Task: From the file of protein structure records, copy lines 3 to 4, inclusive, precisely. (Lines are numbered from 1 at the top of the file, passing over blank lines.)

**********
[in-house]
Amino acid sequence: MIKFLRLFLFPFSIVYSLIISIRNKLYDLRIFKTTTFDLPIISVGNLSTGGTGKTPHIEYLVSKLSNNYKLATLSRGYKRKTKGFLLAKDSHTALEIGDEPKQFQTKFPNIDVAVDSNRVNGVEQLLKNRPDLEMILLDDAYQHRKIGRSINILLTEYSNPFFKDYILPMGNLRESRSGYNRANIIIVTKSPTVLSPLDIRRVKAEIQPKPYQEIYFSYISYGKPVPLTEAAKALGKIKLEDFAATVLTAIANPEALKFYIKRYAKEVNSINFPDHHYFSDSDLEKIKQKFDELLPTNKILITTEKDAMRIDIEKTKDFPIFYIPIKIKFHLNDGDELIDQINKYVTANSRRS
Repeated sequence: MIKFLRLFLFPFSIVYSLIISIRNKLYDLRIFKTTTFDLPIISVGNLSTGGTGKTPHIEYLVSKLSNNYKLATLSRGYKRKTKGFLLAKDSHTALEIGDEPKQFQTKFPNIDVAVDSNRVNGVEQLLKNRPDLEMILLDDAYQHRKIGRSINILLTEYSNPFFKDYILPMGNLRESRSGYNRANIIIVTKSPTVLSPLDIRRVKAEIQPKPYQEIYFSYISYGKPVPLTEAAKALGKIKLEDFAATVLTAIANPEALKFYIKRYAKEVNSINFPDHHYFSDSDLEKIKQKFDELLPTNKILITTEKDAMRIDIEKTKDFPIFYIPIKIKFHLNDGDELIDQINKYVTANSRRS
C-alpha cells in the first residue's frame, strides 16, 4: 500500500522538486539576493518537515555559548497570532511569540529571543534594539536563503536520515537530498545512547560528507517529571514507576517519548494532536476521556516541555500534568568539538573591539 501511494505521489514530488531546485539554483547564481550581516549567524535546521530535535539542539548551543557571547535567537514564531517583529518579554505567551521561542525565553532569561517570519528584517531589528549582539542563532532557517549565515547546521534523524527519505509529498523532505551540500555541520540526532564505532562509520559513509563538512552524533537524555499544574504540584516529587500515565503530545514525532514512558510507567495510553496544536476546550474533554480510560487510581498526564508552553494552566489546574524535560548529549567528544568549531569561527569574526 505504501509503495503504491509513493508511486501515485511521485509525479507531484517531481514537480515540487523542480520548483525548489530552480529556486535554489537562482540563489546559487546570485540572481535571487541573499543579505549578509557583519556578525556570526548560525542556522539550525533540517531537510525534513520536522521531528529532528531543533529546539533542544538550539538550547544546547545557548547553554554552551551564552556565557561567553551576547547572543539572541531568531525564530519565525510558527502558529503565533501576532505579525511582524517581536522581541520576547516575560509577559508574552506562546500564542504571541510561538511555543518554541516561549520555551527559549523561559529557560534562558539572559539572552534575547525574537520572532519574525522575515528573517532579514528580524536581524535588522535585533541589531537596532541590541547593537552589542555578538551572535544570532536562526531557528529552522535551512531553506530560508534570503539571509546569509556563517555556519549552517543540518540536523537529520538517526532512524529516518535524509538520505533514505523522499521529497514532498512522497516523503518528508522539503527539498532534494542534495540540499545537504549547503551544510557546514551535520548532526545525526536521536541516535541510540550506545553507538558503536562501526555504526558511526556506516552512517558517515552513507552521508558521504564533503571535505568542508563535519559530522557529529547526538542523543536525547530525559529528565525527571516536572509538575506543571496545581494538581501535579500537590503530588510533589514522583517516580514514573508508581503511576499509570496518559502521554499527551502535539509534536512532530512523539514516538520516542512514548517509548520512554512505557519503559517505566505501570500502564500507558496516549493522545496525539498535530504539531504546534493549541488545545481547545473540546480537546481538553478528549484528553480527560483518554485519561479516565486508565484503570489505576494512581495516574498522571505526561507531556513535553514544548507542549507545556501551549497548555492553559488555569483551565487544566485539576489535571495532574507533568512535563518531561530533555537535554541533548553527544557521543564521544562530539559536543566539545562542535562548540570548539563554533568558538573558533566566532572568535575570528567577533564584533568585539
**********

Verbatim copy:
Repeated sequence: MIKFLRLFLFPFSIVYSLIISIRNKLYDLRIFKTTTFDLPIISVGNLSTGGTGKTPHIEYLVSKLSNNYKLATLSRGYKRKTKGFLLAKDSHTALEIGDEPKQFQTKFPNIDVAVDSNRVNGVEQLLKNRPDLEMILLDDAYQHRKIGRSINILLTEYSNPFFKDYILPMGNLRESRSGYNRANIIIVTKSPTVLSPLDIRRVKAEIQPKPYQEIYFSYISYGKPVPLTEAAKALGKIKLEDFAATVLTAIANPEALKFYIKRYAKEVNSINFPDHHYFSDSDLEKIKQKFDELLPTNKILITTEKDAMRIDIEKTKDFPIFYIPIKIKFHLNDGDELIDQINKYVTANSRRS
C-alpha cells in the first residue's frame, strides 16, 4: 500500500522538486539576493518537515555559548497570532511569540529571543534594539536563503536520515537530498545512547560528507517529571514507576517519548494532536476521556516541555500534568568539538573591539 501511494505521489514530488531546485539554483547564481550581516549567524535546521530535535539542539548551543557571547535567537514564531517583529518579554505567551521561542525565553532569561517570519528584517531589528549582539542563532532557517549565515547546521534523524527519505509529498523532505551540500555541520540526532564505532562509520559513509563538512552524533537524555499544574504540584516529587500515565503530545514525532514512558510507567495510553496544536476546550474533554480510560487510581498526564508552553494552566489546574524535560548529549567528544568549531569561527569574526 505504501509503495503504491509513493508511486501515485511521485509525479507531484517531481514537480515540487523542480520548483525548489530552480529556486535554489537562482540563489546559487546570485540572481535571487541573499543579505549578509557583519556578525556570526548560525542556522539550525533540517531537510525534513520536522521531528529532528531543533529546539533542544538550539538550547544546547545557548547553554554552551551564552556565557561567553551576547547572543539572541531568531525564530519565525510558527502558529503565533501576532505579525511582524517581536522581541520576547516575560509577559508574552506562546500564542504571541510561538511555543518554541516561549520555551527559549523561559529557560534562558539572559539572552534575547525574537520572532519574525522575515528573517532579514528580524536581524535588522535585533541589531537596532541590541547593537552589542555578538551572535544570532536562526531557528529552522535551512531553506530560508534570503539571509546569509556563517555556519549552517543540518540536523537529520538517526532512524529516518535524509538520505533514505523522499521529497514532498512522497516523503518528508522539503527539498532534494542534495540540499545537504549547503551544510557546514551535520548532526545525526536521536541516535541510540550506545553507538558503536562501526555504526558511526556506516552512517558517515552513507552521508558521504564533503571535505568542508563535519559530522557529529547526538542523543536525547530525559529528565525527571516536572509538575506543571496545581494538581501535579500537590503530588510533589514522583517516580514514573508508581503511576499509570496518559502521554499527551502535539509534536512532530512523539514516538520516542512514548517509548520512554512505557519503559517505566505501570500502564500507558496516549493522545496525539498535530504539531504546534493549541488545545481547545473540546480537546481538553478528549484528553480527560483518554485519561479516565486508565484503570489505576494512581495516574498522571505526561507531556513535553514544548507542549507545556501551549497548555492553559488555569483551565487544566485539576489535571495532574507533568512535563518531561530533555537535554541533548553527544557521543564521544562530539559536543566539545562542535562548540570548539563554533568558538573558533566566532572568535575570528567577533564584533568585539